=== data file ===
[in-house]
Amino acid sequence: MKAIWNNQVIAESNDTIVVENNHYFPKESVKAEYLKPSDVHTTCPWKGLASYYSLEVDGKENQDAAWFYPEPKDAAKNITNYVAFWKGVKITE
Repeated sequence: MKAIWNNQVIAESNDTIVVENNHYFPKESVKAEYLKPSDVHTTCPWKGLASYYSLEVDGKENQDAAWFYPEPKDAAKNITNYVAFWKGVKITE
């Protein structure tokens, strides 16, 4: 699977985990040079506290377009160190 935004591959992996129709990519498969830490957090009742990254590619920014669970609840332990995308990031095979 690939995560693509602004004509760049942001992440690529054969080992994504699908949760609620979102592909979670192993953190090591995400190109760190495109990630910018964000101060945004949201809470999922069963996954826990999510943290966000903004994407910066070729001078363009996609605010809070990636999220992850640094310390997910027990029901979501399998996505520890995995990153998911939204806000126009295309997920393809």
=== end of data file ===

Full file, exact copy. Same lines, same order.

[in-house]
Amino acid sequence: MKAIWNNQVIAESNDTIVVENNHYFPKESVKAEYLKPSDVHTTCPWKGLASYYSLEVDGKENQDAAWFYPEPKDAAKNITNYVAFWKGVKITE
Repeated sequence: MKAIWNNQVIAESNDTIVVENNHYFPKESVKAEYLKPSDVHTTCPWKGLASYYSLEVDGKENQDAAWFYPEPKDAAKNITNYVAFWKGVKITE
């Protein structure tokens, strides 16, 4: 699977985990040079506290377009160190 935004591959992996129709990519498969830490957090009742990254590619920014669970609840332990995308990031095979 690939995560693509602004004509760049942001992440690529054969080992994504699908949760609620979102592909979670192993953190090591995400190109760190495109990630910018964000101060945004949201809470999922069963996954826990999510943290966000903004994407910066070729001078363009996609605010809070990636999220992850640094310390997910027990029901979501399998996505520890995995990153998911939204806000126009295309997920393809």